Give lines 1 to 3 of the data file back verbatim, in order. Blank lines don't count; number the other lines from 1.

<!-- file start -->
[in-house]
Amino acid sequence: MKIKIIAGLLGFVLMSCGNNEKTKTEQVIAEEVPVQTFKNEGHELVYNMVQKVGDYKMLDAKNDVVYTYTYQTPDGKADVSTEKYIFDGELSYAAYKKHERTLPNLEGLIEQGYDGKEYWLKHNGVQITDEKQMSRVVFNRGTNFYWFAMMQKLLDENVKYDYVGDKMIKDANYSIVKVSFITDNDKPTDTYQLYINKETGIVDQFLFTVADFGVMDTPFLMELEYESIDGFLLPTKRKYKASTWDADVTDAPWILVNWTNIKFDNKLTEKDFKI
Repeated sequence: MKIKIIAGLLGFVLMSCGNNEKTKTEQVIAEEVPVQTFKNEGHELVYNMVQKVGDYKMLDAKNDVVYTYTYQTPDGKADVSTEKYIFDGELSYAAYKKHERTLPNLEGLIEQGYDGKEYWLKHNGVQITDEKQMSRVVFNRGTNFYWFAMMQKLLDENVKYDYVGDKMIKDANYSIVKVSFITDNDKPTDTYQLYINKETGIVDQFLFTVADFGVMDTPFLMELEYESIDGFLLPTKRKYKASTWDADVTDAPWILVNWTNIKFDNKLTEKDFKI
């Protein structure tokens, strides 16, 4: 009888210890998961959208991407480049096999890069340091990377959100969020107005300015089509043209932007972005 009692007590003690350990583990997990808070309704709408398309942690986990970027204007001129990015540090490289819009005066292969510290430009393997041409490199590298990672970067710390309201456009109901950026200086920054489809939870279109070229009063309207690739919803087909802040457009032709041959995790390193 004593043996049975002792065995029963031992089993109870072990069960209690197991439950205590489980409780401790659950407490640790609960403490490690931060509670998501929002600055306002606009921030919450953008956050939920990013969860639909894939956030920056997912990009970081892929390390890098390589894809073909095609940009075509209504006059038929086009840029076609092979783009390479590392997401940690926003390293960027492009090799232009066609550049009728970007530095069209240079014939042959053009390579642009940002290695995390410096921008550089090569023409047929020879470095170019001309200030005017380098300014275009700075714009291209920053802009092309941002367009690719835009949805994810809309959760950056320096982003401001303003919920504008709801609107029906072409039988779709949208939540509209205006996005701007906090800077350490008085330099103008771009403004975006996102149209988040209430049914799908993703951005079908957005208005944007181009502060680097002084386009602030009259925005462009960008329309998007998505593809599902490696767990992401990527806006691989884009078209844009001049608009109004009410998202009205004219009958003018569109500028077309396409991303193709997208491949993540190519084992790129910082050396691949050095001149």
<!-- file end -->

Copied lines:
[in-house]
Amino acid sequence: MKIKIIAGLLGFVLMSCGNNEKTKTEQVIAEEVPVQTFKNEGHELVYNMVQKVGDYKMLDAKNDVVYTYTYQTPDGKADVSTEKYIFDGELSYAAYKKHERTLPNLEGLIEQGYDGKEYWLKHNGVQITDEKQMSRVVFNRGTNFYWFAMMQKLLDENVKYDYVGDKMIKDANYSIVKVSFITDNDKPTDTYQLYINKETGIVDQFLFTVADFGVMDTPFLMELEYESIDGFLLPTKRKYKASTWDADVTDAPWILVNWTNIKFDNKLTEKDFKI
Repeated sequence: MKIKIIAGLLGFVLMSCGNNEKTKTEQVIAEEVPVQTFKNEGHELVYNMVQKVGDYKMLDAKNDVVYTYTYQTPDGKADVSTEKYIFDGELSYAAYKKHERTLPNLEGLIEQGYDGKEYWLKHNGVQITDEKQMSRVVFNRGTNFYWFAMMQKLLDENVKYDYVGDKMIKDANYSIVKVSFITDNDKPTDTYQLYINKETGIVDQFLFTVADFGVMDTPFLMELEYESIDGFLLPTKRKYKASTWDADVTDAPWILVNWTNIKFDNKLTEKDFKI